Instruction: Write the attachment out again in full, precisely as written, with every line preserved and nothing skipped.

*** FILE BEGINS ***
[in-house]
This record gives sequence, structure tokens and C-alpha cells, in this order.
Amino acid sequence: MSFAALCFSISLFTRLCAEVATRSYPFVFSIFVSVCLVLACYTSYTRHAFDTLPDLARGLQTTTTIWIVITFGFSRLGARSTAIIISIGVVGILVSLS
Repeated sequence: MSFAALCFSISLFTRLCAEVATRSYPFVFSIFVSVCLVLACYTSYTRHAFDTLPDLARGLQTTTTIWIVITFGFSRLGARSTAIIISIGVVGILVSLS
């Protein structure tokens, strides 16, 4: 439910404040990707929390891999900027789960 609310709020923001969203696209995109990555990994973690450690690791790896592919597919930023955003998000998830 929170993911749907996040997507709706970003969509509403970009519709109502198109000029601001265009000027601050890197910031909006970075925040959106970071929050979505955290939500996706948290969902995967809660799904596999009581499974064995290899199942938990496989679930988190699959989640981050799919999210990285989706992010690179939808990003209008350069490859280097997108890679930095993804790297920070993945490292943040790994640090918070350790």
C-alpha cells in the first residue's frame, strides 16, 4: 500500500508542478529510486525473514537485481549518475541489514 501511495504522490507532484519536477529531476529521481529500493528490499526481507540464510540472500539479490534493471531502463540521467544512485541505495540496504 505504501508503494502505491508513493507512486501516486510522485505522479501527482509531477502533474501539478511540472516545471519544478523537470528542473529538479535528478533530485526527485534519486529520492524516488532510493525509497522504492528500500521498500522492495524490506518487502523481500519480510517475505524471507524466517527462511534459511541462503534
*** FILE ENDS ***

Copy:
[in-house]
This record gives sequence, structure tokens and C-alpha cells, in this order.
Amino acid sequence: MSFAALCFSISLFTRLCAEVATRSYPFVFSIFVSVCLVLACYTSYTRHAFDTLPDLARGLQTTTTIWIVITFGFSRLGARSTAIIISIGVVGILVSLS
Repeated sequence: MSFAALCFSISLFTRLCAEVATRSYPFVFSIFVSVCLVLACYTSYTRHAFDTLPDLARGLQTTTTIWIVITFGFSRLGARSTAIIISIGVVGILVSLS
């Protein structure tokens, strides 16, 4: 439910404040990707929390891999900027789960 609310709020923001969203696209995109990555990994973690450690690791790896592919597919930023955003998000998830 929170993911749907996040997507709706970003969509509403970009519709109502198109000029601001265009000027601050890197910031909006970075925040959106970071929050979505955290939500996706948290969902995967809660799904596999009581499974064995290899199942938990496989679930988190699959989640981050799919999210990285989706992010690179939808990003209008350069490859280097997108890679930095993804790297920070993945490292943040790994640090918070350790």
C-alpha cells in the first residue's frame, strides 16, 4: 500500500508542478529510486525473514537485481549518475541489514 501511495504522490507532484519536477529531476529521481529500493528490499526481507540464510540472500539479490534493471531502463540521467544512485541505495540496504 505504501508503494502505491508513493507512486501516486510522485505522479501527482509531477502533474501539478511540472516545471519544478523537470528542473529538479535528478533530485526527485534519486529520492524516488532510493525509497522504492528500500521498500522492495524490506518487502523481500519480510517475505524471507524466517527462511534459511541462503534